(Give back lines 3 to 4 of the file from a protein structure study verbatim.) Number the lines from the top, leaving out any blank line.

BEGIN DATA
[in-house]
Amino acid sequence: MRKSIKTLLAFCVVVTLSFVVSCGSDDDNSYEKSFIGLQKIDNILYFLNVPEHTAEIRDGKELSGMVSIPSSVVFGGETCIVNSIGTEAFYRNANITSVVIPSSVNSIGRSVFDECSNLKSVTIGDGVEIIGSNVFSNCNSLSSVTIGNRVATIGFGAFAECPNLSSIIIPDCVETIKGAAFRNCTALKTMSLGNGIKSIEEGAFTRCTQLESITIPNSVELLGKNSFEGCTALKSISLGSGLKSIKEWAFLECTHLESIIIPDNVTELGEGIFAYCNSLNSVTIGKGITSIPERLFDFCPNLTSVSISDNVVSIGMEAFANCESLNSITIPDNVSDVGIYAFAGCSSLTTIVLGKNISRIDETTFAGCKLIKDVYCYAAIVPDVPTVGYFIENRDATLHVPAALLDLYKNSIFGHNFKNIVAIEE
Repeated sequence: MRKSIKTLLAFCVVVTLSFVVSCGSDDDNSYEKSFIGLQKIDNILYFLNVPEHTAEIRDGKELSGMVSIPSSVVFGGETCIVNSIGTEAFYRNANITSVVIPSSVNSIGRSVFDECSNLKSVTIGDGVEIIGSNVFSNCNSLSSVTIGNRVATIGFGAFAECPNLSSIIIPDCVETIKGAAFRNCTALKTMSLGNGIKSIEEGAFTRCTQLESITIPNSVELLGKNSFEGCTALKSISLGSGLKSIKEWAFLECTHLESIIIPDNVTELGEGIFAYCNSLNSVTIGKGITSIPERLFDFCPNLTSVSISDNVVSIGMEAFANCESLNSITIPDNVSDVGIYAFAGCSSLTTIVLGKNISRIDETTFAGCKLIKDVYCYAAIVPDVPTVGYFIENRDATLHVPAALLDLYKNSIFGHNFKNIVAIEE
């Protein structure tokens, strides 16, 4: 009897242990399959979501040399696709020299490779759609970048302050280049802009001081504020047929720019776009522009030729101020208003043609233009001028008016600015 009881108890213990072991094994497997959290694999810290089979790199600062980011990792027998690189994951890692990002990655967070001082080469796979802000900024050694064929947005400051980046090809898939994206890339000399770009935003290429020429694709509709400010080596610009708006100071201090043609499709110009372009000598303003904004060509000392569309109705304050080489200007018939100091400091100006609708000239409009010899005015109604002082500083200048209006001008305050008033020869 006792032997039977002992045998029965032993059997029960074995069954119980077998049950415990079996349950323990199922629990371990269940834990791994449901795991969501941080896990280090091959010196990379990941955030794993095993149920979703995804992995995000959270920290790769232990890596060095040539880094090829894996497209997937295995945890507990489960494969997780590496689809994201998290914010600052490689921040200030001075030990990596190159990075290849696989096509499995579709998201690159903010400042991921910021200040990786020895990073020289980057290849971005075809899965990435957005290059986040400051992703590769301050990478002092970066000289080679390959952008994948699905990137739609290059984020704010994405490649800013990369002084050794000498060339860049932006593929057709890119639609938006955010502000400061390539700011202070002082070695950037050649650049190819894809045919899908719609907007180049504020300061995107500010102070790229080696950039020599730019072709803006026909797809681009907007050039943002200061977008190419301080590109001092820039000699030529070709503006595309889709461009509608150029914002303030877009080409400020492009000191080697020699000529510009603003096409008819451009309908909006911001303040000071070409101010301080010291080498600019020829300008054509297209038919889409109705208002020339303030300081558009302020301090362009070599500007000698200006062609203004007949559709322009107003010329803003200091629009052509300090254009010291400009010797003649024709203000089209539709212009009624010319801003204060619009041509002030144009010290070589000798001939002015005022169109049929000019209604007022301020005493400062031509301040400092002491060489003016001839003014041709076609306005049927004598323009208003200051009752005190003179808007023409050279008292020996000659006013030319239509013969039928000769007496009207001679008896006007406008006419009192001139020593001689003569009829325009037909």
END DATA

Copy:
Repeated sequence: MRKSIKTLLAFCVVVTLSFVVSCGSDDDNSYEKSFIGLQKIDNILYFLNVPEHTAEIRDGKELSGMVSIPSSVVFGGETCIVNSIGTEAFYRNANITSVVIPSSVNSIGRSVFDECSNLKSVTIGDGVEIIGSNVFSNCNSLSSVTIGNRVATIGFGAFAECPNLSSIIIPDCVETIKGAAFRNCTALKTMSLGNGIKSIEEGAFTRCTQLESITIPNSVELLGKNSFEGCTALKSISLGSGLKSIKEWAFLECTHLESIIIPDNVTELGEGIFAYCNSLNSVTIGKGITSIPERLFDFCPNLTSVSISDNVVSIGMEAFANCESLNSITIPDNVSDVGIYAFAGCSSLTTIVLGKNISRIDETTFAGCKLIKDVYCYAAIVPDVPTVGYFIENRDATLHVPAALLDLYKNSIFGHNFKNIVAIEE
């Protein structure tokens, strides 16, 4: 009897242990399959979501040399696709020299490779759609970048302050280049802009001081504020047929720019776009522009030729101020208003043609233009001028008016600015 009881108890213990072991094994497997959290694999810290089979790199600062980011990792027998690189994951890692990002990655967070001082080469796979802000900024050694064929947005400051980046090809898939994206890339000399770009935003290429020429694709509709400010080596610009708006100071201090043609499709110009372009000598303003904004060509000392569309109705304050080489200007018939100091400091100006609708000239409009010899005015109604002082500083200048209006001008305050008033020869 006792032997039977002992045998029965032993059997029960074995069954119980077998049950415990079996349950323990199922629990371990269940834990791994449901795991969501941080896990280090091959010196990379990941955030794993095993149920979703995804992995995000959270920290790769232990890596060095040539880094090829894996497209997937295995945890507990489960494969997780590496689809994201998290914010600052490689921040200030001075030990990596190159990075290849696989096509499995579709998201690159903010400042991921910021200040990786020895990073020289980057290849971005075809899965990435957005290059986040400051992703590769301050990478002092970066000289080679390959952008994948699905990137739609290059984020704010994405490649800013990369002084050794000498060339860049932006593929057709890119639609938006955010502000400061390539700011202070002082070695950037050649650049190819894809045919899908719609907007180049504020300061995107500010102070790229080696950039020599730019072709803006026909797809681009907007050039943002200061977008190419301080590109001092820039000699030529070709503006595309889709461009509608150029914002303030877009080409400020492009000191080697020699000529510009603003096409008819451009309908909006911001303040000071070409101010301080010291080498600019020829300008054509297209038919889409109705208002020339303030300081558009302020301090362009070599500007000698200006062609203004007949559709322009107003010329803003200091629009052509300090254009010291400009010797003649024709203000089209539709212009009624010319801003204060619009041509002030144009010290070589000798001939002015005022169109049929000019209604007022301020005493400062031509301040400092002491060489003016001839003014041709076609306005049927004598323009208003200051009752005190003179808007023409050279008292020996000659006013030319239509013969039928000769007496009207001679008896006007406008006419009192001139020593001689003569009829325009037909």